The one exception is Wikipedia, though it also struggles with keeping factual information, and has its own set of issues.

kevin_thibedeau8 hours ago

Add in the rising tide of ML generated content that is able to get itself well placed in search results, diluting information with real value. It's really irritating to start reading something that starts out seeming legit and then you get in a few sentences or paragraphs before it becomes incoherent nonsense.

morpheos1376 hours ago

Wikipedia can be show to be biased or unbalanced about political issues. Since wikipedia views newspapers as reliable sources their articles are often skewed by whatever is the conventions of the day.

denton-scratch4 hours ago

I second the call that WP is web done right. Yes, of course there's bias; it's not possible to produce bias-free content, and WP's particularly bad in the fields of politics and history, and really any field where facts aren't settled and feelings are strong.

Enter critical thinking. If you dig just a little (e.g. read the talk pages and the edit histories), you can soon learn that some topic has been taken over by POV-pushers and is unreliable. Anything to do with Israel/Palestine/West Bank is unreliable; the boss is a zionist, and so are a lot of the senior staff, so it's not surprising. But WP is a million times better than the web that search engines expose.

Incidentally, I usually search using DDG. But DDG seems to hate Wikipedia; WP results usually don't show up on DDG until page 2. Google surfaces WP results on page 1, if not at the top of the resultset.

_Algernon_6 hours ago

It may never have been easier to share knowledge but it also hasn't ever been easier to share misinformation.

It also hasn't gotten easier to find information. Search results are worse now than 10 years ago because of Search Engine "Optimization". Google search needs uBlocklist[1] with a steadily growing list of manually curated domains just to poorly approximate usability.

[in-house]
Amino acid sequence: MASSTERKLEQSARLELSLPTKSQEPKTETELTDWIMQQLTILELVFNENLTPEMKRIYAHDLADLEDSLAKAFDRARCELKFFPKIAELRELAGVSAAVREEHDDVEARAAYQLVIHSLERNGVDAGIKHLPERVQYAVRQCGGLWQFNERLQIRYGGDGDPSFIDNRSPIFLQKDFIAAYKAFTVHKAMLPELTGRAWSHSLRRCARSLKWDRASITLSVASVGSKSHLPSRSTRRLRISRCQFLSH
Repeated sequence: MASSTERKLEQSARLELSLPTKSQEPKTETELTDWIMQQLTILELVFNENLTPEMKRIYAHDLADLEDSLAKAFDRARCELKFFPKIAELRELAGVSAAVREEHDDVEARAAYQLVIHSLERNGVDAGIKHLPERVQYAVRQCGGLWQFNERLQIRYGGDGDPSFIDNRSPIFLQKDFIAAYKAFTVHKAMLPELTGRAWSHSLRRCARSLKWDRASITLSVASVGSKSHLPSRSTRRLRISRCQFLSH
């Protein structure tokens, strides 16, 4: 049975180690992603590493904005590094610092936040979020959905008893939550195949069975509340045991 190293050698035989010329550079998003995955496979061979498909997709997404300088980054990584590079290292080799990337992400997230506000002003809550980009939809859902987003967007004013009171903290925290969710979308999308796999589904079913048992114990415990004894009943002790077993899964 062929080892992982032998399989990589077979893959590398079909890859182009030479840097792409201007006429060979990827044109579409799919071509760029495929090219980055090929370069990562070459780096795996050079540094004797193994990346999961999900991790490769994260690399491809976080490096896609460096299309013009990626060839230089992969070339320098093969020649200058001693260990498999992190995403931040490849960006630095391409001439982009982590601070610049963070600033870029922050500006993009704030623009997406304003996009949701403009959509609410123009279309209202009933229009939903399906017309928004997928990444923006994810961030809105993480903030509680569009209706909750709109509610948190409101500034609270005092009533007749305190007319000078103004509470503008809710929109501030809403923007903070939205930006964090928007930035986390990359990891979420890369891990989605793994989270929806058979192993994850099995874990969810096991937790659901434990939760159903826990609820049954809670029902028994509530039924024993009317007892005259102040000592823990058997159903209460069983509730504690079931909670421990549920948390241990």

Additionally, sites load slower every day. Why does every partial refresh of a site require 2 seconds, even though I'm on a decent computer? On phones sites are practically unusable.

The benefits you're touting for the web could be accomplished with Web 1.0 level of tech or even simpler protocols such as Gopher[2] or Gemini[3]. Everything else is an overall decrease in accessibility, usability, user experience, and the ease of finding or sharing knowledge.




bombcar3 hours ago

I find that you used to find “silos” of information when searching - if you were looking for information on toilets say, you might end up on a love site [687] dedicated to plumbing, which would have a whole cornucopia of information and knowledgeable people.

Now you’re less likely do find that kind of thing and more likely to find a video or a SEO optimized site - which can be much more difficult to parse for verifiability.


gsatic7 hours ago

Curation won't solve the issues of the Knowledge Gap Hypothesis or the Information Defecit Model or the Digital Divide or Info Asymmetry.

If we test people on where they went "deep" there is a good chance most will fail the test.

We don't even know what we are trying to do with these networks.

mudrockbestgirl9 hours ago

IMO the worst side effect of current web of knowledge is what I'd call the illusion of knowledge. When it was more difficult to access and publish information, that imposed a much higher bar on what was being consumed. These days, people watch a 10-minute YouTube video or read a reddit comment or twitter thread and believe (perhaps unconsciously) that makes them knowledgeable in said topic. They will then, in an absolutely confident tone, display their expertise by answering questions and stating their opinion as if it was a fact. More people read this, and the cycle begins.